Technical analysis is based on studying the history of quotations and new information received, while fundamental focuses on tracking important news and economic data affecting the market. If in the technical analysis of the chart, there is no uncertainty, since all the necessary information is directly in the terminal itself, with the fundamental analysis everything is somewhat more complicated.

News, economic data and rumors are taken into account by market participants in different ways, and some fundamental data are not taken into account at all. The first differences of the series were taken figure 3 and the graphs seem to fluctuate around a constant mean of zero value.

Figure 2. On the other hand, the correlogram of the first difference shows that it is consistent with mean stationarity because most of the values promptly decay to zero. Tables 1 and 2 below show both the correlgrams for level and first difference. Table 1. At level, table 3 all the series are not stationary but at first difference table 4 all series appeared stationary as shown in the tables below:- Table 3.

From the unit root test, we obtain d to be 1. For sake of saving space, we just list the top 10 with higher AIC values here. As shown in Table 5 below the model with the smallest value 9. Table 5. We select the most appropriate model by minimizing value of AIC. Table 6. Results Out-of-sample Forecasting Performance In this section, we check out-of-sample forecast performance of the two models.

Comparison of Forecasting Power. Table 8. Conclusions At first, we believed there is no way for a linear regression to suit a series forever where stock prices follow a non-linear trend. Due to the economic environment changing, the stock market will be affected and change over time.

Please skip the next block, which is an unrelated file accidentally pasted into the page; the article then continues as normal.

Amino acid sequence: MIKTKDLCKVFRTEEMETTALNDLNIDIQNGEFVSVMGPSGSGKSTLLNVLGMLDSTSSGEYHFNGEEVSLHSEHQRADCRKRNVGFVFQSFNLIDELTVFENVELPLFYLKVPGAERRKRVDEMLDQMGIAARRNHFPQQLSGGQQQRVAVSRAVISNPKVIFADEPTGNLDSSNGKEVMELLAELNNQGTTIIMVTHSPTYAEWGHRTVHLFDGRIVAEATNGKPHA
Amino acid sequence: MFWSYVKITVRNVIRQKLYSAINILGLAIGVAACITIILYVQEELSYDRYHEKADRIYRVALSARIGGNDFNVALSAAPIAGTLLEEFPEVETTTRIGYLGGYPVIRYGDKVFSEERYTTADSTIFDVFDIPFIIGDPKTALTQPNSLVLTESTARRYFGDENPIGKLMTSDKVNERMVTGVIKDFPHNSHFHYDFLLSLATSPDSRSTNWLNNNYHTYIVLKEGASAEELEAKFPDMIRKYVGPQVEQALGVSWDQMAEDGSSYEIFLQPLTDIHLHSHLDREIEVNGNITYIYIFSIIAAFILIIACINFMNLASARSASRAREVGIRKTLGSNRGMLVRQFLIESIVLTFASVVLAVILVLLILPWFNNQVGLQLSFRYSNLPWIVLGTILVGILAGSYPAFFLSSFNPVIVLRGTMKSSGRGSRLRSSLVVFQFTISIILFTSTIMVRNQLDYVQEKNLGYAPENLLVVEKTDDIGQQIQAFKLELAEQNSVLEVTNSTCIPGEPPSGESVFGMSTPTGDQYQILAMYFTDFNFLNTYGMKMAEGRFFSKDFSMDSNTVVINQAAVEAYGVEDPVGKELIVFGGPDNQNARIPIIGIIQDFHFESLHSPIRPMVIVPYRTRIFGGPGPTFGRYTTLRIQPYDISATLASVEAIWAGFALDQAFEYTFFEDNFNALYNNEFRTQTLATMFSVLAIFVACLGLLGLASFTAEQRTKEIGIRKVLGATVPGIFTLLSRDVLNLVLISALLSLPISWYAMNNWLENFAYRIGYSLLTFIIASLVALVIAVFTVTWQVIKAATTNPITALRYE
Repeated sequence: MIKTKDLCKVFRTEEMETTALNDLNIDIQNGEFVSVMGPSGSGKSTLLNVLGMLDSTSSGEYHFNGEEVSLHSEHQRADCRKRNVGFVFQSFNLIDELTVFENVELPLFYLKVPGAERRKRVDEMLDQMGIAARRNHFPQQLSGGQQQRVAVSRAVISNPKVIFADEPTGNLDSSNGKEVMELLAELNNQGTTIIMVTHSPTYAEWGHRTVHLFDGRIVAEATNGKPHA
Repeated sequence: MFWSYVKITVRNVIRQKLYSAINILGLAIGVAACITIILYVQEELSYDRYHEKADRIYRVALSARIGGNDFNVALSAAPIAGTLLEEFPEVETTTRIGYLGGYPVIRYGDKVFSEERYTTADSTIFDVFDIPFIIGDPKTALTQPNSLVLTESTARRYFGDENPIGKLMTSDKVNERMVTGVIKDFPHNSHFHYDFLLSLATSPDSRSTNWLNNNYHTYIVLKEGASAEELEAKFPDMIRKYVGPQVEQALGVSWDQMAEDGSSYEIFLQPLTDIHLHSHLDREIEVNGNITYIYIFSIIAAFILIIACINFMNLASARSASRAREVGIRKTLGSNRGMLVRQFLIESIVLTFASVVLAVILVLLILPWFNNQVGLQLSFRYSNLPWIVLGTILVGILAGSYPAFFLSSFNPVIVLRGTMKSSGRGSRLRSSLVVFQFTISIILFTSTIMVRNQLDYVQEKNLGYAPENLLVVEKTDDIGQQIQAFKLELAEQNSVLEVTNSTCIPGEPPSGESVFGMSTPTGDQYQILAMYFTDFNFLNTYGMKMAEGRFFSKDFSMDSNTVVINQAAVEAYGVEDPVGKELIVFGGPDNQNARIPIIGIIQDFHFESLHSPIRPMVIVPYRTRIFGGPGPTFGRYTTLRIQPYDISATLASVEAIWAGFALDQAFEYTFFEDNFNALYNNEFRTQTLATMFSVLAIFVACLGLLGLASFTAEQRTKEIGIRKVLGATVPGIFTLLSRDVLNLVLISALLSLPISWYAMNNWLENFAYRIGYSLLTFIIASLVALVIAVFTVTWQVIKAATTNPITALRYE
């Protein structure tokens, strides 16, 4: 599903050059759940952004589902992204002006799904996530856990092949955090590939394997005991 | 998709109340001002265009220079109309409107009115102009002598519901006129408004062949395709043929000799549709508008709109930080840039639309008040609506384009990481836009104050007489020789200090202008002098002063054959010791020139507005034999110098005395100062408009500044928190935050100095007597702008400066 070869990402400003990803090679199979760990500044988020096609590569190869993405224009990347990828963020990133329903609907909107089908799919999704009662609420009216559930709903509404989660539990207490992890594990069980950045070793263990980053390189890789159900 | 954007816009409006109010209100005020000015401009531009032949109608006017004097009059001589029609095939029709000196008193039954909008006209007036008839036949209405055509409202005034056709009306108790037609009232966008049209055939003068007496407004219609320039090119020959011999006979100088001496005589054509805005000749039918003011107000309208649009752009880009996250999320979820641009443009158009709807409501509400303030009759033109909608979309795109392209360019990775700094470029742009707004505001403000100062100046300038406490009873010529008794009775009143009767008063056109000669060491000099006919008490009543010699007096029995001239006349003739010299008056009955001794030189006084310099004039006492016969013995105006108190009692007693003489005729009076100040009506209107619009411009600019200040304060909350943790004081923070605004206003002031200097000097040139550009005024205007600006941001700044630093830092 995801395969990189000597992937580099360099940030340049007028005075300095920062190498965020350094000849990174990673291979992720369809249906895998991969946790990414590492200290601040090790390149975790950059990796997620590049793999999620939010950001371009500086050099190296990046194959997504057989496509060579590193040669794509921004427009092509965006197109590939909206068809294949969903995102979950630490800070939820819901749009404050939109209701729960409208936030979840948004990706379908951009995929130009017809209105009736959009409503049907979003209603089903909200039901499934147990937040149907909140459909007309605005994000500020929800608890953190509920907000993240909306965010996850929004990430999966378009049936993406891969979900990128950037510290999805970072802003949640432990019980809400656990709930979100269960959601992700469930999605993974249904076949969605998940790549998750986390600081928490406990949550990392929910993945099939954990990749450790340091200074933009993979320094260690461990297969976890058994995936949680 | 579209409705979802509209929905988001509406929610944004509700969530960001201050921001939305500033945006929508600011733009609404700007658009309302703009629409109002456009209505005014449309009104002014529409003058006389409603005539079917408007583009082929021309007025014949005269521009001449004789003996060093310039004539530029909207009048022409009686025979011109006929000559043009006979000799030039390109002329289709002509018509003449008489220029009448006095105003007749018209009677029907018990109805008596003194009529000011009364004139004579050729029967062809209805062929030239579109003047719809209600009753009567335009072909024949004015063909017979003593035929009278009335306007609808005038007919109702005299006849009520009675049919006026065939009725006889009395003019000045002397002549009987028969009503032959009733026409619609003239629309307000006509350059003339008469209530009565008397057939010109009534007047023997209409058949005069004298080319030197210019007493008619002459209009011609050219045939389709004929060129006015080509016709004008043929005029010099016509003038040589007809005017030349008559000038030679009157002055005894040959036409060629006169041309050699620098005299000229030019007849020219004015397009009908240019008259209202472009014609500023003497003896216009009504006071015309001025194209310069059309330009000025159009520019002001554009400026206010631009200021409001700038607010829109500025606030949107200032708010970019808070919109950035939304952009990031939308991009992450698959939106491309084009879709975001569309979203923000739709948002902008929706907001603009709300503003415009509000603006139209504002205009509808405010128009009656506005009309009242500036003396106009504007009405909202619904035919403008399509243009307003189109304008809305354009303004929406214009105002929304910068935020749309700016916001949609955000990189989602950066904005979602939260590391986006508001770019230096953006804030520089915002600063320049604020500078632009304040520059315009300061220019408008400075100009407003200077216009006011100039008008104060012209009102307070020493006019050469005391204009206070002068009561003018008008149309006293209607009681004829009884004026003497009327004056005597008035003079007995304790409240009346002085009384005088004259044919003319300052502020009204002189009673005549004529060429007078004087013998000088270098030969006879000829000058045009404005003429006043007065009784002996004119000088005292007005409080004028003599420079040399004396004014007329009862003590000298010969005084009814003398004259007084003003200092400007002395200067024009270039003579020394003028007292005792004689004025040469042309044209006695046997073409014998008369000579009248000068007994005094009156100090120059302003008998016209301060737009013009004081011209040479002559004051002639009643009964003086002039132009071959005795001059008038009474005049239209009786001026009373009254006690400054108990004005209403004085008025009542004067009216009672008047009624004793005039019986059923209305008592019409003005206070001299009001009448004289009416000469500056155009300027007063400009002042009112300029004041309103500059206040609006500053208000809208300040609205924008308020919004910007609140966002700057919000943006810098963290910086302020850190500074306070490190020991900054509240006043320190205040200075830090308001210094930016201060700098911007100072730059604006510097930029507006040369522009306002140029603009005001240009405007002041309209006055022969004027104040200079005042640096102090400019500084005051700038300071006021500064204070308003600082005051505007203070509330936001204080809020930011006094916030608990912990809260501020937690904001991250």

Therefore, non-linear regression should be better than linear regression in the exchange rate market. First step of handling time series data is to check stationary state in the mean. We found out there was a unit root existed so we analyzed the first-difference. The results also support previous assumptions of this thesis. References [1] Bank for International Settlements Bank for International Settlement, September.

In which exchange rate models do forecastters trust? Non-linear time series models in empirical economics. NewYork, Cambridge University Press, Oxford University Press. Journal of Advanced Management Science, Vol.

Inference on predictability of foreign exchange rates via generalized spectrum and non-linear time series models. Review of Economics and Statistics, 85, Proceeding of the World Congresson Engineering, Vol 2. Arima modeling with intervention to forecast and analyze Chinese stock prices. New York: Springer Verlag.